Users should consider alternatives to Microsoft's Internet Explorer web browser, according to Germany's Federal...
Office for Information Security (BSI).
But the agency did not recommend that users steer clear of Microsoft products, BSI spokesman Michael Dickopf said.
"Microsoft products are the target of many virus writers," he said. "If computer users want to avoid viruses and Trojans, they may want to consider using alternatives to Microsoft software."
However, Dickopf said, BSI "did not issue any warning against using Microsoft products".
In the German daily newspaper Berliner Zeitung, Dickopf was one of several experts interviewed on the topic of computer viruses and worms, and on recent phishing attacks in the country.
The BSI spokesman was paraphrased as saying that he "indirectly advised" internet users to switch from IE to Mozilla or Opera browsers. He was directly quoted saying that, "Whoever doesn't use Internet Explorer can't be affected by these viruses and worms."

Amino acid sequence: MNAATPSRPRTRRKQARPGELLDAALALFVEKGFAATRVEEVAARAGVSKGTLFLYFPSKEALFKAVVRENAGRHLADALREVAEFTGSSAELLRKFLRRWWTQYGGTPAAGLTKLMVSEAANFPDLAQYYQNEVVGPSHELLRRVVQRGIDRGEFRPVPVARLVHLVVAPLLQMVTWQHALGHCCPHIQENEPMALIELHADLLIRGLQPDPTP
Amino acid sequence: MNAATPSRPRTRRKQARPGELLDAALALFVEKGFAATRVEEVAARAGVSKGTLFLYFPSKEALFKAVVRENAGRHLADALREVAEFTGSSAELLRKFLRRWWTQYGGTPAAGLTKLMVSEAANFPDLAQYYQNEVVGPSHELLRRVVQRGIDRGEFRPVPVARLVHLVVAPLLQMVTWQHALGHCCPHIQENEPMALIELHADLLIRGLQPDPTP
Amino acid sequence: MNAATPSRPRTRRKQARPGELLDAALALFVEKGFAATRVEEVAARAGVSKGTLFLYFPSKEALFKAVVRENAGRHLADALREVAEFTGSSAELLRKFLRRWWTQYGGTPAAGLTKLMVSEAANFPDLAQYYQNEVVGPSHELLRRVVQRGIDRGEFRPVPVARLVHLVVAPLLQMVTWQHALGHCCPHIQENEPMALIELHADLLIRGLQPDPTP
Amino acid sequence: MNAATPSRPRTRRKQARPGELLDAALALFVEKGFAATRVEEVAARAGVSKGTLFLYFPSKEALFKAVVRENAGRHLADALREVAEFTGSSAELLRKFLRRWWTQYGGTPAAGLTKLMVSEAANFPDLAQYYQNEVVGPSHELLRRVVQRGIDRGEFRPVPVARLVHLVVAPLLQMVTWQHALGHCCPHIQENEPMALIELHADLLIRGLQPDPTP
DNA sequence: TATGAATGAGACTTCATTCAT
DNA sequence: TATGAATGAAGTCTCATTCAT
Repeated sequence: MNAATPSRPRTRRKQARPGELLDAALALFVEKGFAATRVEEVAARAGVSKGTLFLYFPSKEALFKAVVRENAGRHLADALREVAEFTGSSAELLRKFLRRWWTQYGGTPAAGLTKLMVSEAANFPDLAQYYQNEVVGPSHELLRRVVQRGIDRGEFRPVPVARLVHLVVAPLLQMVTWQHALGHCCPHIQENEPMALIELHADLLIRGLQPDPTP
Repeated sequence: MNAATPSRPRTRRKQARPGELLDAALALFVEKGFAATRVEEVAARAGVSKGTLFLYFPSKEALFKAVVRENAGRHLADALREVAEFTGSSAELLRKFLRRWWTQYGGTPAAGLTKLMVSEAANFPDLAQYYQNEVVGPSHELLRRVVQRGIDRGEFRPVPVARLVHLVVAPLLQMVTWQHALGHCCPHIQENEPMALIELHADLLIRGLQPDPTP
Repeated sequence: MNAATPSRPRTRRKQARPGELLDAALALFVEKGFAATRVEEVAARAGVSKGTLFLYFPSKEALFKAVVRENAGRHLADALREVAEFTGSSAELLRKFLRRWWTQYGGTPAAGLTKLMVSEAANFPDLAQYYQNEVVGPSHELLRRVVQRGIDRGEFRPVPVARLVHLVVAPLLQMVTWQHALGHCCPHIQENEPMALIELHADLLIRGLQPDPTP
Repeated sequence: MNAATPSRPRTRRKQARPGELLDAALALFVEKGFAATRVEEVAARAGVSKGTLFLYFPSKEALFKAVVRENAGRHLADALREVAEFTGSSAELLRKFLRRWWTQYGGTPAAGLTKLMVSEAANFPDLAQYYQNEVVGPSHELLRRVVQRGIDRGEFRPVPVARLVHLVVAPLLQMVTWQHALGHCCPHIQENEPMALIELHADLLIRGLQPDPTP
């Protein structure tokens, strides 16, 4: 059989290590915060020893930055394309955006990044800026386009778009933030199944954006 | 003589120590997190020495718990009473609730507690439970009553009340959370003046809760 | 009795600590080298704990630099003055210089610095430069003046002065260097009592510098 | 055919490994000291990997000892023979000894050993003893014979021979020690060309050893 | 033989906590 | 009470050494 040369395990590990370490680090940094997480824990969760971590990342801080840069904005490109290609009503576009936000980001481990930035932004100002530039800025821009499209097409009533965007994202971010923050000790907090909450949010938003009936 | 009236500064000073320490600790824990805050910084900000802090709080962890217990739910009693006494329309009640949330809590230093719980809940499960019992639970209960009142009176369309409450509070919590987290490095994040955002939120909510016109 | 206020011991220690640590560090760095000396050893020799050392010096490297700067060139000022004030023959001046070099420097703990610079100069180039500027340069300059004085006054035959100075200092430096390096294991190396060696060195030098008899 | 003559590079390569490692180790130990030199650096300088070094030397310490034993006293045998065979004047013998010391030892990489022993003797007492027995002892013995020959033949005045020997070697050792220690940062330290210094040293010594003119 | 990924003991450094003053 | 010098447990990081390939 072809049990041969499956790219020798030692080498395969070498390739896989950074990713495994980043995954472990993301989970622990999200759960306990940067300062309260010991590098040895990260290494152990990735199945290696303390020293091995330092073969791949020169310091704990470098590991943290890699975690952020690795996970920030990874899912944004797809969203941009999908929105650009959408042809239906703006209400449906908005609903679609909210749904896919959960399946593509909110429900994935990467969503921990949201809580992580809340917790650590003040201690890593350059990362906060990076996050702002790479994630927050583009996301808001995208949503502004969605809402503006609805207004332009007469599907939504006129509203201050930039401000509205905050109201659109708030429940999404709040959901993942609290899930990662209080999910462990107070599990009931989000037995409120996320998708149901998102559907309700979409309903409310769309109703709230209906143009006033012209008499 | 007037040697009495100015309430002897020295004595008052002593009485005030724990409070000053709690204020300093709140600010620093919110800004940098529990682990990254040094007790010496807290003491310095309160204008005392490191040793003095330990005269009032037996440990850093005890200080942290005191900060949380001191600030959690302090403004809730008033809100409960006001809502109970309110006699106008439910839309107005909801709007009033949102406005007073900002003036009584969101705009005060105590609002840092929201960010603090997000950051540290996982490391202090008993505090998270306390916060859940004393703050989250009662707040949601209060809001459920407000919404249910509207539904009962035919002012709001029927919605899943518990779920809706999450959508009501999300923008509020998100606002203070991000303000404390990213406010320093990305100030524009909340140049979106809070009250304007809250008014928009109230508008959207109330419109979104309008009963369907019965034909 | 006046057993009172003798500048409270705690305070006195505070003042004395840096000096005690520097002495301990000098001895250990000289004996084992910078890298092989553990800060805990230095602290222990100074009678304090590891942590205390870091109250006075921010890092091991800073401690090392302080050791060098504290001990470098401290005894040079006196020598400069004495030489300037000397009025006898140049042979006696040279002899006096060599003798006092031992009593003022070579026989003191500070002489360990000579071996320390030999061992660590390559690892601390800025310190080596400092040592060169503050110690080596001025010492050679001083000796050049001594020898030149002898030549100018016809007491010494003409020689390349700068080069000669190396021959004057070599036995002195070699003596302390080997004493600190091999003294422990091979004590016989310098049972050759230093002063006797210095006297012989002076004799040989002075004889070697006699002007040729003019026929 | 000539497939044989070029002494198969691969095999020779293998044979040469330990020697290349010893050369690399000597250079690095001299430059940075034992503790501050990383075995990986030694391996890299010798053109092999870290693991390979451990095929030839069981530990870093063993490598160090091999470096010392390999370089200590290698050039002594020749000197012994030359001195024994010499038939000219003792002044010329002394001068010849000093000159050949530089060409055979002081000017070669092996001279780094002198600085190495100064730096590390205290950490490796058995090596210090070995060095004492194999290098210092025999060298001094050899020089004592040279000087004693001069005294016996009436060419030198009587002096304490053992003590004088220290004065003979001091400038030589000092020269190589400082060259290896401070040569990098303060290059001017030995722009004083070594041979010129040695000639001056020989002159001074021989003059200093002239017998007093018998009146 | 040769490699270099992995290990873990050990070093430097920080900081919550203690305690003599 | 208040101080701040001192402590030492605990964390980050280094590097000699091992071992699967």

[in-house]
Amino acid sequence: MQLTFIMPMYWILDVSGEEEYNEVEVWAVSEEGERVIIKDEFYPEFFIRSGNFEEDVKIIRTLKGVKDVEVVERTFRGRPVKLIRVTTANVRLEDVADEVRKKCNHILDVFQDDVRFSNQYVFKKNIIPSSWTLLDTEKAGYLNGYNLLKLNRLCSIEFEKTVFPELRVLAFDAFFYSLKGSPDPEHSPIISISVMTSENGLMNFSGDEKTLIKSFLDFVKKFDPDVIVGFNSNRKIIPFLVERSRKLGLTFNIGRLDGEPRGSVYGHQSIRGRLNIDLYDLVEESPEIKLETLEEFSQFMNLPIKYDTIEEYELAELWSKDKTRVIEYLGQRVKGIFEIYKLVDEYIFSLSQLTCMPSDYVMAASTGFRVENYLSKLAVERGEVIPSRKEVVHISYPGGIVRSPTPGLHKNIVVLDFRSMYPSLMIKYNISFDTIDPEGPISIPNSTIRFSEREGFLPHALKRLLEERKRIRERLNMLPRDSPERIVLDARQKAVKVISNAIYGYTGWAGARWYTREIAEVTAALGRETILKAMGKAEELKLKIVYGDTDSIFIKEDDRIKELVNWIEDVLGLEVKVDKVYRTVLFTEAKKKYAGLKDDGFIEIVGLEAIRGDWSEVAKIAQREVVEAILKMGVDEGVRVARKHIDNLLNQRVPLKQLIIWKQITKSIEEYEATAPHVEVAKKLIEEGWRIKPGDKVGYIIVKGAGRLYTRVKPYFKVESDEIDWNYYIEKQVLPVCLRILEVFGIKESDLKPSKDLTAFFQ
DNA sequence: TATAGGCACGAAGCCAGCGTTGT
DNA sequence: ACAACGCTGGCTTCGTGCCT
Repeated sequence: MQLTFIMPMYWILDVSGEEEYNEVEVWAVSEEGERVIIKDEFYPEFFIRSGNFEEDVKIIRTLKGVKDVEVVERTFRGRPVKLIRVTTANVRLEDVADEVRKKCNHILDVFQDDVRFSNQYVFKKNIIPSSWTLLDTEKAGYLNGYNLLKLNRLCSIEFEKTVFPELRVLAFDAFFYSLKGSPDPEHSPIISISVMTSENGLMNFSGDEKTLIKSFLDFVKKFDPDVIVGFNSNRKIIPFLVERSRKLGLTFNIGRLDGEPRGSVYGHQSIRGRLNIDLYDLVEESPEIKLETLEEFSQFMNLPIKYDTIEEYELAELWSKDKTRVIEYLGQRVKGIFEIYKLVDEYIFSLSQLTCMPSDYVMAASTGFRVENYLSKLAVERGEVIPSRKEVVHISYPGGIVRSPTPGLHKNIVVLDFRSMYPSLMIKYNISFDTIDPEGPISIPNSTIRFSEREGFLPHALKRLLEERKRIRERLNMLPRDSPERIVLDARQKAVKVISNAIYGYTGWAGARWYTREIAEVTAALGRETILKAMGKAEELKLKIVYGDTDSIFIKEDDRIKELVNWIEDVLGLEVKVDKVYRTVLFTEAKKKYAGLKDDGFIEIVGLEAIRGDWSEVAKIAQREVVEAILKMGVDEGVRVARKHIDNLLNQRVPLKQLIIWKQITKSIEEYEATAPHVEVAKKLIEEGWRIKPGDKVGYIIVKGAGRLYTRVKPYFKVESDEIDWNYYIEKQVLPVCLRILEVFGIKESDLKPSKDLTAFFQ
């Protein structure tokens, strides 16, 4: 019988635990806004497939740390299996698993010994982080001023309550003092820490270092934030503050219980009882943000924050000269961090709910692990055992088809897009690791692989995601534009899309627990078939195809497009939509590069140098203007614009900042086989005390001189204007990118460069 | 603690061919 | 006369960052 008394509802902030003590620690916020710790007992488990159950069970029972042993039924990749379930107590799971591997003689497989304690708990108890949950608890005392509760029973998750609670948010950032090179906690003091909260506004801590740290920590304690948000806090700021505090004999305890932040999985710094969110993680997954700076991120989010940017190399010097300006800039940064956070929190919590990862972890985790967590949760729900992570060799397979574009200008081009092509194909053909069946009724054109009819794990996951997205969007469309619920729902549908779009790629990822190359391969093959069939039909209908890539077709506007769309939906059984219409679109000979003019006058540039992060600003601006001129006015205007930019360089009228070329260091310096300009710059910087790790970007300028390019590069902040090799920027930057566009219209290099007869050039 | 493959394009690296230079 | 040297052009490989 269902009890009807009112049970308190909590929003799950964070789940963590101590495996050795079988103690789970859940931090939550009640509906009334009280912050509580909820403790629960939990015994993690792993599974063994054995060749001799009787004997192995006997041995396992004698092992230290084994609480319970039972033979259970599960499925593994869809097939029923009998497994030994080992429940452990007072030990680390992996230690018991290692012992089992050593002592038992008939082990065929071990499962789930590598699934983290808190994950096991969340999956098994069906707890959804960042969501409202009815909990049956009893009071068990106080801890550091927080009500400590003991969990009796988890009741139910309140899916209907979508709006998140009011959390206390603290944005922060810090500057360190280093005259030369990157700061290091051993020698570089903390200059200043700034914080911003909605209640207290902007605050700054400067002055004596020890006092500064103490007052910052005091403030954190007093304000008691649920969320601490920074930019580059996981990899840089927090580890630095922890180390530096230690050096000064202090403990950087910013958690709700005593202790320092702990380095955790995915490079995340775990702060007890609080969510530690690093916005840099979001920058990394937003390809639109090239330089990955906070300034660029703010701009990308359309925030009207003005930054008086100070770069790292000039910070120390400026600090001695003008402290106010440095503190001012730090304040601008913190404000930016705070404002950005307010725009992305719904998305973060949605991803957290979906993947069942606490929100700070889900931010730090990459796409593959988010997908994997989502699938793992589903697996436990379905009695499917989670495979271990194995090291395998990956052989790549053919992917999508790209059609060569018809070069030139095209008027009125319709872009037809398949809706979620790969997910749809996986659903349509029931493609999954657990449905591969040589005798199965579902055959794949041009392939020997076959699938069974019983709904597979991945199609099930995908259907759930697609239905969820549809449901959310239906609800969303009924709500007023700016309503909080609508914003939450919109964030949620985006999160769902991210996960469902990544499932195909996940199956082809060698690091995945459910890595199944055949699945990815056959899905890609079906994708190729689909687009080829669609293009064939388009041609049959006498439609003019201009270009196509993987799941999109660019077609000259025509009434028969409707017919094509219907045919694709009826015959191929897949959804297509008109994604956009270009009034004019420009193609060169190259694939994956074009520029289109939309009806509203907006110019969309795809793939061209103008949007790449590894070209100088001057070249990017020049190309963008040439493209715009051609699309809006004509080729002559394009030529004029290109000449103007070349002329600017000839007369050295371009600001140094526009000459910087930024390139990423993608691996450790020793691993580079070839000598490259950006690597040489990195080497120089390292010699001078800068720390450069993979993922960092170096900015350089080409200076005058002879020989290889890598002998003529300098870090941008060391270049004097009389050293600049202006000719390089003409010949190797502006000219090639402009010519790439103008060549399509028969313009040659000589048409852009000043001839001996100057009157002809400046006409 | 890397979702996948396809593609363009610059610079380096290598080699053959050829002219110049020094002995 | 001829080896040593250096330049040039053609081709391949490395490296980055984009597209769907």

The IT industry is closely monitoring the procurement behaviour of governments. These have traditionally been big users of Microsoft products but increasingly are becoming interested in the use of open-source alternatives to save money and reduce security risks.
The German government has been at the forefront of promoting the use of open source software in the public sector. Cost has been the key driver for its support of Linux and other open source products. But over the past year, security has also become an issue.
Microsoft has responded to the developments by offering discounts to the country's vast public sector and agreeing to provide special assistance with software security.
John Blau writes for IDG News Service